Putting my Money Where My Mouth Is
We went over to a new friend’s house for a barbeque last night, and I think that the universe was trying to help me to be humble. This is the euphemism for it was a total nightmare. Who knew I’d have the opportunity to test out the talk I gave in church on Mother’s Day? (I included a link below if you’d like to read it).
Oh, dinner was excellent, and the company was great. But you know how every time you leave the house with two little kids, it is a little like carrying two walking timebombs? Somehow in our joy of preschoolerhood and gettin’-in-a-groove, we had forgotten this very real fact. And our two timebombs tend to go off not only unexpectedly, but in the worst possible place. Which is pretty much wherever there are people around, but especially when there are people that we know?
I won’t go into details. It wasn’t pretty. Oh boy was it ever not pretty. Some of it involved Rowen spilling her dessert all over the floor. Some involved Elliott trucking downstairs at one point (we thought he was watching a movie in their playroom) with someone’s toothbrush in his mouth. Some of it involved loudly refusing to drink out of a green cup when a certain child saw a blue cup in action in another kid’s hands. And then some general mayhem and ruckus thrown in for good measure. We cannot play cards with two toddlers running. This is a fact we know well, and yet could not escape.
Jared and I left after about 3 1/2 hours, feeling like we had been dragged behind a truck. And I really needed a hot bath and a good night’s sleep and perhaps some chocolate. A lot of chocolate.
Kids were bammed in the tub and put in bed and we sat and wondered, “Where did we go wrong? We are terrible parents. When did our children, who are actually reasonably well behaved at home, suddenly turn into little hooligan pee-pee house-wandering toothbrush-stealing, dessert-spilling monsters? And why in someone’s house, where we’re basically trapped and can’t run away and go home and cry in our beds like we (okay I) wanted to?”
Part of it may have been because we were at someone else’s house. And perhaps there’s a full moon or something. I don’t know. This is an old issue for me - this humiliation and embarrassment that reaches near-panic when one or the other of the timebombs goes off (or they both go off repeatedly) - the feeling of helplessness and frustration and lack of any shred of dignity, while everyone is forced to stand around and watch. I am fairly certain I’m not the only person who has been to this town. Have you?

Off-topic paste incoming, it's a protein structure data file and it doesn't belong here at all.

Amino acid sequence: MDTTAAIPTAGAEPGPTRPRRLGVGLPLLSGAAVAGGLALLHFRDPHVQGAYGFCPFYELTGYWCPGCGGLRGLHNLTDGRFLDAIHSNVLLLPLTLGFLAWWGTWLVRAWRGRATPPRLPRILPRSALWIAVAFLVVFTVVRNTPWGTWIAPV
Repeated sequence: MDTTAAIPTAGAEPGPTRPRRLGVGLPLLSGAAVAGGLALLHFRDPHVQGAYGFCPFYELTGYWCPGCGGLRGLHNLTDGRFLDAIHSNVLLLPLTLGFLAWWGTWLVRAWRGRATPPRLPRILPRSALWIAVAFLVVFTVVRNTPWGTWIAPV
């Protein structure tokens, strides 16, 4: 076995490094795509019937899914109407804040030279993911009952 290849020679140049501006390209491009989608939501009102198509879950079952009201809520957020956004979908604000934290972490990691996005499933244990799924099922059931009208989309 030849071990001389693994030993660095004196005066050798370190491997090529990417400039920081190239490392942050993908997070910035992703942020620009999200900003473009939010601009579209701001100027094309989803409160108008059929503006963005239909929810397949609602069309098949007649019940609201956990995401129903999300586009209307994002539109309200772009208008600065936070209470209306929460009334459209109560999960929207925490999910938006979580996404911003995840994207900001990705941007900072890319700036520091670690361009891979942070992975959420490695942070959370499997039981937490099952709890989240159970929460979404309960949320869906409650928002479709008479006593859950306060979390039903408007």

I do think (after the aforementioned hot bath and good night’s sleep and homemade strawberry ice cream instead of chocolate) that every now and then it’s healthy to have Real Life smack you in the face, right? For me, it keeps me humble. In a place where I recognize that I have a few things to figure out still. And this helps me learn that these are not symbols of my own personal failings laid out bare for all to see, but just kids, acting like kids. Being a mama is by far the most difficult thing I’ve ever done. It’s the long-day, long-night, stretched-to-the-limit reality that’s so demanding. But it’s also this idea that we’re being judged personally by the behavior of our kids (whether this is reality or just in our heads), when we’re trying our best to just keep it together.
I spoke in church on Mother’s Day. I prayed and struggled and wrote and rewrote the words I’d say - knowing that this is not a subject that should ever be taken lightly, and also knowing that mamas so rarely hear how magnificently well they are doing.
If you would like to read it, here is a copy of the talk I gave.
One excerpt from that, from Jeffrey R. Holland in a talk he gave to mothers in 1997:
You can’t possibly do this alone, but you do have help. The Master of Heaven and Earth is there to bless you—He who resolutely goes after the lost sheep, sweeps thoroughly to find the lost coin, waits everlastingly for the return of the prodigal son. Yours is the work of salvation, and therefore you will be magnified, compensated, made more than you are and better than you have ever been as you try to make honest effort, however feeble you may sometimes feel that to be. (Jeffrey R. Holland, General Conference, April 1996)
I think that last night I was given the opportunity to put my money where my mouth was. I’m grateful for that chance, even though I will freely admit that it was painful. Is painful. I have a great admiration and respect for mothers anywhere, and I say that with an insider’s perspective. I hope you know how awesome you are.